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How to Love Like an Artist

I am mostly responding to Austin Kleon’s marvelous piece, “How to Steal Like an Artist (And 9 Other Things Nobody Told Me)”. It’s good, and you should read it.

A stupefyingly brief summary of his post is this:

  1. Steal like an artist (nothing is original).
  2. Don’t wait until you know who you are to make things.
  3. Write the book you want to read (Write what you know like.)
  4. Use your hands.
  5. Side projects and hobbies are important.
  6. The secret: do good work and put it where people can see.
  7. Geography is no longer our master.
  8. Be nice.
  9. Be boring.
  10.   Creativity is subtraction.

It’s a good read. He delves into each of these points to greater or lesser degrees. The lion’s share of his post is on point 1, but everything there is good. I read it and immediately started scribbling an expansion of his point 3.

    Austin points out ‘Write what you know’ is the mantra of beginning writers and those who teach them. He says, it should be ‘write what you like’ instead. The things you like, the things you enjoy, are the things you will most ardently pursue.
    I agree with that, but I wanted to add that I think should be ‘write what you love’. However, it’s easy to fall into the trap of wanting to write what you lust. It is easy, for me at least, to fall into the trap of having an idea that feels great. I want to spend the rest of my life writing just about this idea! I exclaim in my head. But, before I get around to working on that idea, because I have a different major project on my plate, the intensity of my love, my lust, for that idea cools.
    Instead, we should look to have a deeper, richer love for what we work on. Not fleeting lust, but enduring love. Because one day, at four in the morning, when you have a chest cold, inspiration will strike. And if your bedrock is based on the mercurial, flighty emotions associated with quick-fix lust, you’ll just roll over and go back to sleep. If you have something deeper for your work, you’ll force yourself to scramble around in the dark, cursing yourself all the while, to find your pen and your stupid, black of course, notebook. You’ll write everything you can think of down, and four will turn to five. And you’ll want to spend more time with it.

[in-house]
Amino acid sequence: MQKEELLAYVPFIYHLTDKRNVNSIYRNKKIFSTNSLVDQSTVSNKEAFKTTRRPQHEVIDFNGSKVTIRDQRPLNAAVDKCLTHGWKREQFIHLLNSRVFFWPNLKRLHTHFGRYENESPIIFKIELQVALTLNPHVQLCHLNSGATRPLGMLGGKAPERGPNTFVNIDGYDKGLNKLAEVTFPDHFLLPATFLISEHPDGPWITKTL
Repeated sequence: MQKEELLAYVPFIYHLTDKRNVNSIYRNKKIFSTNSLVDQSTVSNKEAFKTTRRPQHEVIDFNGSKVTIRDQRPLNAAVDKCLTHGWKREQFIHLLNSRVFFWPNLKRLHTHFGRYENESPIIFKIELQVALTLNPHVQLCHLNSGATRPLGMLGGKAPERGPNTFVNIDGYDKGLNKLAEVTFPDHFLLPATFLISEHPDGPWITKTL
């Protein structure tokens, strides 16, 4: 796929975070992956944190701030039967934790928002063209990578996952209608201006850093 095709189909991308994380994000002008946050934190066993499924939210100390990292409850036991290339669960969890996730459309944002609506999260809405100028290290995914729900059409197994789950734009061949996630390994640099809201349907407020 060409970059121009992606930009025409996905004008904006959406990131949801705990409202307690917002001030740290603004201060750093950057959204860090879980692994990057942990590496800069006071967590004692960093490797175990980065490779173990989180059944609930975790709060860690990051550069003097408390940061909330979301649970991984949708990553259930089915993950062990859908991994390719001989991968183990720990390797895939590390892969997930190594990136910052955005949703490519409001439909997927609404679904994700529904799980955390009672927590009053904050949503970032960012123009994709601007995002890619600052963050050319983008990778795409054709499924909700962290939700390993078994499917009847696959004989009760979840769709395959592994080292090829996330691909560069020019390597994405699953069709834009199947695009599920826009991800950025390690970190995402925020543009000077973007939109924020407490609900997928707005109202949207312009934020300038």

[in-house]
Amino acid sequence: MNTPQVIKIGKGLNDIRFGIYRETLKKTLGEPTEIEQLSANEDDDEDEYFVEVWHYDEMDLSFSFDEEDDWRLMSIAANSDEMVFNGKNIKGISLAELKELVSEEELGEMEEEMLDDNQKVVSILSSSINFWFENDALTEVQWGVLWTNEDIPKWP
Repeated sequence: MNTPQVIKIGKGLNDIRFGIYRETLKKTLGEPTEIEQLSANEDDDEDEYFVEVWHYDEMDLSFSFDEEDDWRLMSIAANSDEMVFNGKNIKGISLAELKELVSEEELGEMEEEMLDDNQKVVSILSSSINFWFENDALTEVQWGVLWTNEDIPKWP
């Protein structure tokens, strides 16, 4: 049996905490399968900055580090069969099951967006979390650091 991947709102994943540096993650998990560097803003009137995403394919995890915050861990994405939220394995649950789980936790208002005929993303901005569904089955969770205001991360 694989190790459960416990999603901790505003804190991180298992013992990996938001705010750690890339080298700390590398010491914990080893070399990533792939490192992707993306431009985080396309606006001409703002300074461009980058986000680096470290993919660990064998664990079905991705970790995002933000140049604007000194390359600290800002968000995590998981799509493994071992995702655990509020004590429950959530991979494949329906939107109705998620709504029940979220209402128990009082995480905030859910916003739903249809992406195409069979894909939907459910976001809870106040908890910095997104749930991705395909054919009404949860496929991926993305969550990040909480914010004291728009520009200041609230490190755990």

Really, writing what you love is a lot like being a husband or a father. There will be times it annoys you. There will be times you want a break, and times you don’t think you can handle anymore. But, if you love it, you go back. You force yourself to do the work you don’t always like, because you love it. Because the world would be a dark, hopeless place if you didn’t have your work to go back to.
    If you’ve ever heard of the three Greek words for love (eros, agape, and philia). You know what I mean. Eros is seductive and burns intensely, but it dies quickly. Agape love is a deeper, richer experience. And sometimes it’s a burden, but it’s a burden you love to carry. Philia is more about keg-stands and fist-bumps. I think. I may have that bit wrong.
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